Frequently, so-called modified multivalent isocyanates, i.e., products obtained by the partial chemical reaction of organic diisocyanates and/or polyisocyanates are used. Examples include diisocyanates and/or polyisocyanates containing ester groups, urea groups, biuret groups, allophanate groups, carbodiimide groups, isocyanurate groups, and/or urethane groups. Specific examples include organic, preferably aromatic, polyisocyanates containing urethane groups and having an NCO content of 33.6 to 15 weight percent, preferably 31 to 21 weight percent, based on the total weight, e.g., with low molecular weight diols, triols, dialkylene glycols, trialkylene glycols, or polyoxyalkylene glycols with a number average molecular weight of up to 2000, or mixtures thereof; modified 4,4'-diphenylmethane diisocyanate or 2,4- and 2,6-toluene diisocyanate, where examples of di- and polyoxyalkylene glycols that may be used individually or as mixtures include diethylene glycol, dipropylene glycol, polyoxyethylene glycol, polyoxypropylene glycol, polyoxyethylene glycol, polyoxypropylene glycol, and polyoxypropylene polyoxyethylene glycols or -triols. Prepolymers containing NCO groups with an NCO content of 25 to 9 weight percent, preferably 21 to 14 weight percent, based on the total weight and produced from the polyester polyols and/or preferably polyether polyols described below; 4,4'-diphenylmethane diisocyanate, mixtures of 2,4'- and 4,4'-diphenylmethane diisocyanate, 2,4,- and/or 2,6-toluene diisocyanates or polymeric MDI are also suitable. Furthermore, liquid polyisocyanates containing carbodiimide groups having an NCO content of 33.6 to 15 weight percent, preferably 31 to 21 weight percent, Based on the total weight, have also proven suitable, e.g., based on 4,4'- and 2,4'- and/or 2,2'-diphenylmethane diisocyanate and/or 2,4'- and/or 2,6-toluene diisocyanate. The modified polyisocyanates may optionally be mixed together or mixed with unmodified organic polyisocyanates such as 2,4'- and 4,4'-diphenylmethane diisocyanate, polymeric MDI, 2,4'- and/or 2,6-toluene diisocyanate.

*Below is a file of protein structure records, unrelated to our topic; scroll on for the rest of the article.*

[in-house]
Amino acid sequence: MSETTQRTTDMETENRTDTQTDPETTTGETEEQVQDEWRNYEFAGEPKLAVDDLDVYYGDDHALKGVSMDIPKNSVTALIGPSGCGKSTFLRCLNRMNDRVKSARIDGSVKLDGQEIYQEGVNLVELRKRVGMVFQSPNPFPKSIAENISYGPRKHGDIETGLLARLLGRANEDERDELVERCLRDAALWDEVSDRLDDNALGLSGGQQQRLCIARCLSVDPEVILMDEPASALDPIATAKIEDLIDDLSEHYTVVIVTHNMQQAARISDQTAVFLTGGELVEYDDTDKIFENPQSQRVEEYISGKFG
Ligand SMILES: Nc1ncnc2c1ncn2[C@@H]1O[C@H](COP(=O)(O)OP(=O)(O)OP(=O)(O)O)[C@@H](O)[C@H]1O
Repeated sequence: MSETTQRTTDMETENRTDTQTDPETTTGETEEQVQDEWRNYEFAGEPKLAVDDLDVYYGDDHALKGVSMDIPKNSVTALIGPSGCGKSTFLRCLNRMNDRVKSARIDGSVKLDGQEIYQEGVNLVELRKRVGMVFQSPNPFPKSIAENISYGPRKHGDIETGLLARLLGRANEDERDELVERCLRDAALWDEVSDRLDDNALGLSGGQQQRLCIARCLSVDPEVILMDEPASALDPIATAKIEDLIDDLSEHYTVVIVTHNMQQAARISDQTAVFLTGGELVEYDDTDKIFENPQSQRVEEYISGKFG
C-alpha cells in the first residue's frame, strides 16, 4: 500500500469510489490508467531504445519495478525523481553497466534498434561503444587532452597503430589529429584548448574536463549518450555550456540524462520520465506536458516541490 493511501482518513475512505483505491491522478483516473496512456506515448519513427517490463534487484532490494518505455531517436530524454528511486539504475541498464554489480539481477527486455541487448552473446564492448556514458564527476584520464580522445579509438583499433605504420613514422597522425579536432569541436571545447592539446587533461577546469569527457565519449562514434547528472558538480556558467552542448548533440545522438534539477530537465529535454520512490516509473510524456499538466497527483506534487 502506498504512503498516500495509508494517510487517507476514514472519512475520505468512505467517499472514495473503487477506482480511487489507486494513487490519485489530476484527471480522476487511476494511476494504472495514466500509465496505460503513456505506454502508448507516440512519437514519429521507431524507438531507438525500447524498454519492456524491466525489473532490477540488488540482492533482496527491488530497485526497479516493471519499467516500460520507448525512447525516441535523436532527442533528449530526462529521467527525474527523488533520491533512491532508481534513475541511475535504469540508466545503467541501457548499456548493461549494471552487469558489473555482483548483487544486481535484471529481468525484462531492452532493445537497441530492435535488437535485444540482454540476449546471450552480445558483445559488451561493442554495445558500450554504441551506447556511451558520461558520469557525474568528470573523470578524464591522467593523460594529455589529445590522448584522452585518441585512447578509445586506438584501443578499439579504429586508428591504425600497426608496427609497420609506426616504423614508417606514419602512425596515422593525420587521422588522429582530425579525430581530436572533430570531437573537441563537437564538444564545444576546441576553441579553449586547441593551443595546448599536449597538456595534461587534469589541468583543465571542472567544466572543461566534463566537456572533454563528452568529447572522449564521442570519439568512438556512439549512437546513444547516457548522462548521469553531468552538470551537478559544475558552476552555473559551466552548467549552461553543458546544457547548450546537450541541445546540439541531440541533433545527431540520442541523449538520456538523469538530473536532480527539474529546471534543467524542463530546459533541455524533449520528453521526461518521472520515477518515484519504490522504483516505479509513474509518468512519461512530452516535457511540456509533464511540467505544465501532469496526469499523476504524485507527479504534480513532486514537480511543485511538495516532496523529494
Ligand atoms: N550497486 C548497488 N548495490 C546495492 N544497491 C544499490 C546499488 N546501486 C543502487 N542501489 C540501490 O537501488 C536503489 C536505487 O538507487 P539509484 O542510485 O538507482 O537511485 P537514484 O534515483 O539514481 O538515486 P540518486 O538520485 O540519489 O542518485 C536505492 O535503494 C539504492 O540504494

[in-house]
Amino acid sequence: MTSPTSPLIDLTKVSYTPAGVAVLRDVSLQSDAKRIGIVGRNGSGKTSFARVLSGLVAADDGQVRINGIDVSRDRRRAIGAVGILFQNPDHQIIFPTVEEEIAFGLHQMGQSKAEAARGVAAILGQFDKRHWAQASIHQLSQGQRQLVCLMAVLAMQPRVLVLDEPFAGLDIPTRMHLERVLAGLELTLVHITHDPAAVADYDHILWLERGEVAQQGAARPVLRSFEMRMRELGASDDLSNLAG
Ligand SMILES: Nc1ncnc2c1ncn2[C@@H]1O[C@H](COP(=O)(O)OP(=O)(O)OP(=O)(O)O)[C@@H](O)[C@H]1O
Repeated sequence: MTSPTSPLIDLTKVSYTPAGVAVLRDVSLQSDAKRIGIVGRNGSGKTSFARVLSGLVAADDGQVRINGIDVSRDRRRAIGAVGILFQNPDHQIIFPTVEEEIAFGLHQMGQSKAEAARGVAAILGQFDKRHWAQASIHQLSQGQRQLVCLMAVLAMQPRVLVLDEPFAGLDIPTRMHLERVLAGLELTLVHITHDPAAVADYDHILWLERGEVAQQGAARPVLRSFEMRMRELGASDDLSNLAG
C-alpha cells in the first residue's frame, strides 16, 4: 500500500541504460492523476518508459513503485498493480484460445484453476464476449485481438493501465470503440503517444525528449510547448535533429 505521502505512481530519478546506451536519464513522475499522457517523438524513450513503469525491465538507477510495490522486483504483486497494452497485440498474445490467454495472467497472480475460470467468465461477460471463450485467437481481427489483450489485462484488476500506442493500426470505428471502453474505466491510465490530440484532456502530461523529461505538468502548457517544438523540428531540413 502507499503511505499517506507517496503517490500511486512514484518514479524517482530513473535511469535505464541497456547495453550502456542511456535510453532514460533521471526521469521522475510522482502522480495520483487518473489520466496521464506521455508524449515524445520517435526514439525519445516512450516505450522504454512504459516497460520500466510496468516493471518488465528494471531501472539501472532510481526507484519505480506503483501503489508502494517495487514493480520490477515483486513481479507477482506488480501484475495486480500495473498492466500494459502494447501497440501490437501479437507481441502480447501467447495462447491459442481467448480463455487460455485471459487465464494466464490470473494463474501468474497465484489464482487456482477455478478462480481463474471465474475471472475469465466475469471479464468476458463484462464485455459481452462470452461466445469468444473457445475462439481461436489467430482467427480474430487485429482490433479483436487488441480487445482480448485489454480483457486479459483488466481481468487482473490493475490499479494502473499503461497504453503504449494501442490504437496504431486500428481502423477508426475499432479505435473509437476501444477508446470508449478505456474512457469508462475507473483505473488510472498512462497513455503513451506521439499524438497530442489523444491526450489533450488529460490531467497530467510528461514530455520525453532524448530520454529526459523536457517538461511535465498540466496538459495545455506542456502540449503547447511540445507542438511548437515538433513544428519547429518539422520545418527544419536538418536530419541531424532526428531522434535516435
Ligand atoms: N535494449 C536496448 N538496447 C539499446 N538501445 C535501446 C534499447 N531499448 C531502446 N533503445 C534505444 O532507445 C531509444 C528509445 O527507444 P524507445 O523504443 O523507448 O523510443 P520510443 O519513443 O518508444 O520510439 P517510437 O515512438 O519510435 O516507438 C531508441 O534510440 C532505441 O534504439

While polyisocyanates can be introduced in minor amounts, it is preferred that only diisocyanates are used to reduce crosslinking and preserve the thermoplasticity of the resultant polymer.